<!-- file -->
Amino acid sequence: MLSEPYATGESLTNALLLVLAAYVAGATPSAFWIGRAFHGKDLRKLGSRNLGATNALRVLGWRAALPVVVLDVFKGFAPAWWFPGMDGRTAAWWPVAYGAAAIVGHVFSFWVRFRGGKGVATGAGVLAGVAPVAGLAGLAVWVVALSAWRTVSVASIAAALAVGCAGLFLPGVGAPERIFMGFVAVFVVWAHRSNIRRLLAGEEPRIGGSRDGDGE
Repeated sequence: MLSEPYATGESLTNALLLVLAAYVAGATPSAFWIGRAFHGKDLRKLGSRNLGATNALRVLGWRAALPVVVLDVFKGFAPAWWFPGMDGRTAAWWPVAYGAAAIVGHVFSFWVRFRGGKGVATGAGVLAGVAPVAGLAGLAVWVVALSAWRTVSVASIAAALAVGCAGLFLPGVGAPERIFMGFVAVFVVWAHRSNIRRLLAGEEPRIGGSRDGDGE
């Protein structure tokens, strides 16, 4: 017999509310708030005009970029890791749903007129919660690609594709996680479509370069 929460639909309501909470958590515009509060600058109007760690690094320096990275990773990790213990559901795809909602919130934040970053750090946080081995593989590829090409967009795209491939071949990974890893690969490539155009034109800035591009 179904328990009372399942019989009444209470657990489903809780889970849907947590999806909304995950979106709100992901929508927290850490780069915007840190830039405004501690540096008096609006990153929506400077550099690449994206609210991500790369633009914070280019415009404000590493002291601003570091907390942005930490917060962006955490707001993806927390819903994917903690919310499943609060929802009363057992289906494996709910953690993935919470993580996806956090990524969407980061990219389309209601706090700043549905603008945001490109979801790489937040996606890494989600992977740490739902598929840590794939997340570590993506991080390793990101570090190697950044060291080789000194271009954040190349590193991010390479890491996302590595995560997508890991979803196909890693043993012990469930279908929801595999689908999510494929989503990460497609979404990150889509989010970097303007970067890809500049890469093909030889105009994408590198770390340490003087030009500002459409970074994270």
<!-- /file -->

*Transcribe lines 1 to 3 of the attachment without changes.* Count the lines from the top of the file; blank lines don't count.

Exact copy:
Amino acid sequence: MLSEPYATGESLTNALLLVLAAYVAGATPSAFWIGRAFHGKDLRKLGSRNLGATNALRVLGWRAALPVVVLDVFKGFAPAWWFPGMDGRTAAWWPVAYGAAAIVGHVFSFWVRFRGGKGVATGAGVLAGVAPVAGLAGLAVWVVALSAWRTVSVASIAAALAVGCAGLFLPGVGAPERIFMGFVAVFVVWAHRSNIRRLLAGEEPRIGGSRDGDGE
Repeated sequence: MLSEPYATGESLTNALLLVLAAYVAGATPSAFWIGRAFHGKDLRKLGSRNLGATNALRVLGWRAALPVVVLDVFKGFAPAWWFPGMDGRTAAWWPVAYGAAAIVGHVFSFWVRFRGGKGVATGAGVLAGVAPVAGLAGLAVWVVALSAWRTVSVASIAAALAVGCAGLFLPGVGAPERIFMGFVAVFVVWAHRSNIRRLLAGEEPRIGGSRDGDGE
């Protein structure tokens, strides 16, 4: 017999509310708030005009970029890791749903007129919660690609594709996680479509370069 929460639909309501909470958590515009509060600058109007760690690094320096990275990773990790213990559901795809909602919130934040970053750090946080081995593989590829090409967009795209491939071949990974890893690969490539155009034109800035591009 179904328990009372399942019989009444209470657990489903809780889970849907947590999806909304995950979106709100992901929508927290850490780069915007840190830039405004501690540096008096609006990153929506400077550099690449994206609210991500790369633009914070280019415009404000590493002291601003570091907390942005930490917060962006955490707001993806927390819903994917903690919310499943609060929802009363057992289906494996709910953690993935919470993580996806956090990524969407980061990219389309209601706090700043549905603008945001490109979801790489937040996606890494989600992977740490739902598929840590794939997340570590993506991080390793990101570090190697950044060291080789000194271009954040190349590193991010390479890491996302590595995560997508890991979803196909890693043993012990469930279908929801595999689908999510494929989503990460497609979404990150889509989010970097303007970067890809500049890469093909030889105009994408590198770390340490003087030009500002459409970074994270």